Pizzicato Chords On The Cello
Unlike with bowed chords, we can pluck all of the notes of a pizzicato 3-or-4-string chord simultaneously, although this task is made much harder (and is actually impossible for 4-string chords) if we have to hold the bow at the same time. We can also alternatively choose to “spread” our chords, strumming them like a guitarist, normally with the thumb, from the bottom string towards the top string or, occasionally, with a finger in the reverse direction, from the top to the bottom string. For broken (spread) chords, see the article dedicated to “Fast And Mixed-Hands Pizzicatos“.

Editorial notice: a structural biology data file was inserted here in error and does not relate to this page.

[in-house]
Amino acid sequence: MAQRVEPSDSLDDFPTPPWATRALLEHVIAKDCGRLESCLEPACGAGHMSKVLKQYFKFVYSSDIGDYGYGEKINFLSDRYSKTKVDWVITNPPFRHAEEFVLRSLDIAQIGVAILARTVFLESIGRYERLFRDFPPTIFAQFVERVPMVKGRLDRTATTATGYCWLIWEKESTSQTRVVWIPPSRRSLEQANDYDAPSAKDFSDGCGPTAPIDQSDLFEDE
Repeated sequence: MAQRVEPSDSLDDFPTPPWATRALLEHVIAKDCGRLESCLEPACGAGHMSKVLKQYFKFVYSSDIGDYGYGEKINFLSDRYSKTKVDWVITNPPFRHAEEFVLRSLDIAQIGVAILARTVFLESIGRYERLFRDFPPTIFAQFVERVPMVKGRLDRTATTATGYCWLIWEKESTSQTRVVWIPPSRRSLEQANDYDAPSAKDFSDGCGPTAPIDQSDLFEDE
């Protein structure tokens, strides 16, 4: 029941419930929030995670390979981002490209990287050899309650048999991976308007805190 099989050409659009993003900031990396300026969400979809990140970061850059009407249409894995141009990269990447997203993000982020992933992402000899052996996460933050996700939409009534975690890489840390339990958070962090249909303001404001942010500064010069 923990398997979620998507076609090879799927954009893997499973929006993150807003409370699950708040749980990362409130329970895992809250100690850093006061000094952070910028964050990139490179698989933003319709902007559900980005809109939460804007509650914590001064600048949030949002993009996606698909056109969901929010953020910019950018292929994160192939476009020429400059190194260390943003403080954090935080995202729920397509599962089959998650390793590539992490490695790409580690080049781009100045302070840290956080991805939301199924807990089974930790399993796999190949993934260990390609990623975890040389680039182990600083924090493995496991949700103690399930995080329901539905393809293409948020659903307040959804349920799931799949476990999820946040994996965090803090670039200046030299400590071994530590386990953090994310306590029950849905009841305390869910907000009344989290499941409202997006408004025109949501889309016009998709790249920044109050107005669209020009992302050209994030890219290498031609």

Plucking each note of a chord simultaneously represents the culmination of several skills: here we not only have to place several left-hand fingers on several strings at the same time but also need to simultaneously do the same with the right-hand fingers. This is perhaps the greatest test for our Horizontal Positional Sense (which string am I on ?) for both hands.
We can also take any progression of 3 and 4-string chords and play them pizzicato in different ways, inventing our own variants using combinations of strumming, spreading and plucking.